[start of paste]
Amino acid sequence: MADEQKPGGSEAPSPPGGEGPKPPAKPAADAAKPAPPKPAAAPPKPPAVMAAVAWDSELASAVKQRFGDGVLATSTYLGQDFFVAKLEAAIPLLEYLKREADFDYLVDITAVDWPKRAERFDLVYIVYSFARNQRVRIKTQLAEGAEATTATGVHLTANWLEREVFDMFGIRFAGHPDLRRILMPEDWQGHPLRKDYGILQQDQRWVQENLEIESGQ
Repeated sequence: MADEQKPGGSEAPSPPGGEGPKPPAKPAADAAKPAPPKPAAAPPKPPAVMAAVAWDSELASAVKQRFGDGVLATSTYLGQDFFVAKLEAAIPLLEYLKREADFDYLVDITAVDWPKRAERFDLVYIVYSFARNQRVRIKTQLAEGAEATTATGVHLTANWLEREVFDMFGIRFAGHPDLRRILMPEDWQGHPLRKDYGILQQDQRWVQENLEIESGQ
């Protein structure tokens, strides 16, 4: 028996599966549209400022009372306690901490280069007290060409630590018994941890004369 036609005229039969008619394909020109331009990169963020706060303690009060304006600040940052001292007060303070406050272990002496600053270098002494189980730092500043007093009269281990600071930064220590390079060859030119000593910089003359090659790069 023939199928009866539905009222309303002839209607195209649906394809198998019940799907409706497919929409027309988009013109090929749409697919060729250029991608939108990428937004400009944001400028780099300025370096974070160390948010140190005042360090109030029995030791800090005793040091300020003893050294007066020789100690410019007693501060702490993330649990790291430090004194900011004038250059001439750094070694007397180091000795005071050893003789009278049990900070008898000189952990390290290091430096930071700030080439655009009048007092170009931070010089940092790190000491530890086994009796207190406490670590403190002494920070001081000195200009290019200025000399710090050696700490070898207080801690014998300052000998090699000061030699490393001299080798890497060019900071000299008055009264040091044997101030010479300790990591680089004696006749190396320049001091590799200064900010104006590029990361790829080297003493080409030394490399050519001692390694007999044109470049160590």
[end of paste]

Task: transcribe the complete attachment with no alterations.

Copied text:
Amino acid sequence: MADEQKPGGSEAPSPPGGEGPKPPAKPAADAAKPAPPKPAAAPPKPPAVMAAVAWDSELASAVKQRFGDGVLATSTYLGQDFFVAKLEAAIPLLEYLKREADFDYLVDITAVDWPKRAERFDLVYIVYSFARNQRVRIKTQLAEGAEATTATGVHLTANWLEREVFDMFGIRFAGHPDLRRILMPEDWQGHPLRKDYGILQQDQRWVQENLEIESGQ
Repeated sequence: MADEQKPGGSEAPSPPGGEGPKPPAKPAADAAKPAPPKPAAAPPKPPAVMAAVAWDSELASAVKQRFGDGVLATSTYLGQDFFVAKLEAAIPLLEYLKREADFDYLVDITAVDWPKRAERFDLVYIVYSFARNQRVRIKTQLAEGAEATTATGVHLTANWLEREVFDMFGIRFAGHPDLRRILMPEDWQGHPLRKDYGILQQDQRWVQENLEIESGQ
């Protein structure tokens, strides 16, 4: 028996599966549209400022009372306690901490280069007290060409630590018994941890004369 036609005229039969008619394909020109331009990169963020706060303690009060304006600040940052001292007060303070406050272990002496600053270098002494189980730092500043007093009269281990600071930064220590390079060859030119000593910089003359090659790069 023939199928009866539905009222309303002839209607195209649906394809198998019940799907409706497919929409027309988009013109090929749409697919060729250029991608939108990428937004400009944001400028780099300025370096974070160390948010140190005042360090109030029995030791800090005793040091300020003893050294007066020789100690410019007693501060702490993330649990790291430090004194900011004038250059001439750094070694007397180091000795005071050893003789009278049990900070008898000189952990390290290091430096930071700030080439655009009048007092170009931070010089940092790190000491530890086994009796207190406490670590403190002494920070001081000195200009290019200025000399710090050696700490070898207080801690014998300052000998090699000061030699490393001299080798890497060019900071000299008055009264040091044997101030010479300790990591680089004696006749190396320049001091590799200064900010104006590029990361790829080297003493080409030394490399050519001692390694007999044109470049160590």